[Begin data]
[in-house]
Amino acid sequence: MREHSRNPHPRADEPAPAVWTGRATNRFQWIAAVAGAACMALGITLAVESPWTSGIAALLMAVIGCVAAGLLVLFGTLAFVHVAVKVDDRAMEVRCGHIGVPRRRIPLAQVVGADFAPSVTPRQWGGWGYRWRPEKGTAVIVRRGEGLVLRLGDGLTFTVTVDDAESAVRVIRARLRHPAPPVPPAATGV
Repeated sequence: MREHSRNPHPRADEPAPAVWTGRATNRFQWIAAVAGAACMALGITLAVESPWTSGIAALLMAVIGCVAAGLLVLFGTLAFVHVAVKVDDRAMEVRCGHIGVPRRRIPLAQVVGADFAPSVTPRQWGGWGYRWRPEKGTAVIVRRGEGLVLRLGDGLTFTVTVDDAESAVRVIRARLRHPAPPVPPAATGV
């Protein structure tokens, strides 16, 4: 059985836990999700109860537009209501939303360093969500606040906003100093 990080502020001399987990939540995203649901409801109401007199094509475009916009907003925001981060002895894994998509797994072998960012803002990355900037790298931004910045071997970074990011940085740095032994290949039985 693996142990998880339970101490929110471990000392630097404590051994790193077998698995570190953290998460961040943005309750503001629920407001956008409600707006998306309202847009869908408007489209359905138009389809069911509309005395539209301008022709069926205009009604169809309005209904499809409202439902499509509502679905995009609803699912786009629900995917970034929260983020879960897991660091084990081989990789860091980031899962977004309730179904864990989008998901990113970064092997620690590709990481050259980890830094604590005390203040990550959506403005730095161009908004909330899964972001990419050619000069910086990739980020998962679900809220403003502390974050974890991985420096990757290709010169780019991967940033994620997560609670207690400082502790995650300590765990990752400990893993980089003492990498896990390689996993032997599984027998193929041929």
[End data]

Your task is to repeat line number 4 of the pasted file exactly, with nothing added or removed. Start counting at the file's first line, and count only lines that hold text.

């Protein structure tokens, strides 16, 4: 059985836990999700109860537009209501939303360093969500606040906003100093 990080502020001399987990939540995203649901409801109401007199094509475009916009907003925001981060002895894994998509797994072998960012803002990355900037790298931004910045071997970074990011940085740095032994290949039985 693996142990998880339970101490929110471990000392630097404590051994790193077998698995570190953290998460961040943005309750503001629920407001956008409600707006998306309202847009869908408007489209359905138009389809069911509309005395539209301008022709069926205009009604169809309005209904499809409202439902499509509502679905995009609803699912786009629900995917970034929260983020879960897991660091084990081989990789860091980031899962977004309730179904864990989008998901990113970064092997620690590709990481050259980890830094604590005390203040990550959506403005730095161009908004909330899964972001990419050619000069910086990739980020998962679900809220403003502390974050974890991985420096990757290709010169780019991967940033994620997560609670207690400082502790995650300590765990990752400990893993980089003492990498896990390689996993032997599984027998193929041929």